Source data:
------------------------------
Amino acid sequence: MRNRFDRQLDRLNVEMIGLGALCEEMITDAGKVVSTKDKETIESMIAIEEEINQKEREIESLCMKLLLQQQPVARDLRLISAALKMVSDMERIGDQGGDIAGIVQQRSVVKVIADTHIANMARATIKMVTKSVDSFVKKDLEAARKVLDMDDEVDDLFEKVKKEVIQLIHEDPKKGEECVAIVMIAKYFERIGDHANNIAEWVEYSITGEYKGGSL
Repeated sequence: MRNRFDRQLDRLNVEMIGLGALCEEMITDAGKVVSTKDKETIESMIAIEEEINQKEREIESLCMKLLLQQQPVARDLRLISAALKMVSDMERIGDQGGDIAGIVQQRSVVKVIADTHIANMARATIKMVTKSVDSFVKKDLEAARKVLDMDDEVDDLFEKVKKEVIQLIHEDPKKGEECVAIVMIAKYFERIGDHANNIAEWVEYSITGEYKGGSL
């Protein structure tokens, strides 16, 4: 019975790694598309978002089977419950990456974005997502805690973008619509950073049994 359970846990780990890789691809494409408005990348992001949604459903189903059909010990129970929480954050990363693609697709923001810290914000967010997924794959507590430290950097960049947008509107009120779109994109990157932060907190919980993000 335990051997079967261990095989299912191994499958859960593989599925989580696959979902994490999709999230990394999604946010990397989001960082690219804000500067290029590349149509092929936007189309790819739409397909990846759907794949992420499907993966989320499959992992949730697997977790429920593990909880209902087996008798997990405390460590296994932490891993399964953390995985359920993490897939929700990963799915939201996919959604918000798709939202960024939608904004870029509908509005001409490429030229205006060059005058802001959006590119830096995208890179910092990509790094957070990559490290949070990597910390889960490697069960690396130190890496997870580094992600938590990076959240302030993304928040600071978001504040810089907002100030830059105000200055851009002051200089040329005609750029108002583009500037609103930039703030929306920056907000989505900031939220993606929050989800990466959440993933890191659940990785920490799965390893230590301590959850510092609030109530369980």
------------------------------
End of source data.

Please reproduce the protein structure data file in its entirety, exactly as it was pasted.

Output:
Amino acid sequence: MRNRFDRQLDRLNVEMIGLGALCEEMITDAGKVVSTKDKETIESMIAIEEEINQKEREIESLCMKLLLQQQPVARDLRLISAALKMVSDMERIGDQGGDIAGIVQQRSVVKVIADTHIANMARATIKMVTKSVDSFVKKDLEAARKVLDMDDEVDDLFEKVKKEVIQLIHEDPKKGEECVAIVMIAKYFERIGDHANNIAEWVEYSITGEYKGGSL
Repeated sequence: MRNRFDRQLDRLNVEMIGLGALCEEMITDAGKVVSTKDKETIESMIAIEEEINQKEREIESLCMKLLLQQQPVARDLRLISAALKMVSDMERIGDQGGDIAGIVQQRSVVKVIADTHIANMARATIKMVTKSVDSFVKKDLEAARKVLDMDDEVDDLFEKVKKEVIQLIHEDPKKGEECVAIVMIAKYFERIGDHANNIAEWVEYSITGEYKGGSL
């Protein structure tokens, strides 16, 4: 019975790694598309978002089977419950990456974005997502805690973008619509950073049994 359970846990780990890789691809494409408005990348992001949604459903189903059909010990129970929480954050990363693609697709923001810290914000967010997924794959507590430290950097960049947008509107009120779109994109990157932060907190919980993000 335990051997079967261990095989299912191994499958859960593989599925989580696959979902994490999709999230990394999604946010990397989001960082690219804000500067290029590349149509092929936007189309790819739409397909990846759907794949992420499907993966989320499959992992949730697997977790429920593990909880209902087996008798997990405390460590296994932490891993399964953390995985359920993490897939929700990963799915939201996919959604918000798709939202960024939608904004870029509908509005001409490429030229205006060059005058802001959006590119830096995208890179910092990509790094957070990559490290949070990597910390889960490697069960690396130190890496997870580094992600938590990076959240302030993304928040600071978001504040810089907002100030830059105000200055851009002051200089040329005609750029108002583009500037609103930039703030929306920056907000989505900031939220993606929050989800990466959440993933890191659940990785920490799965390893230590301590959850510092609030109530369980």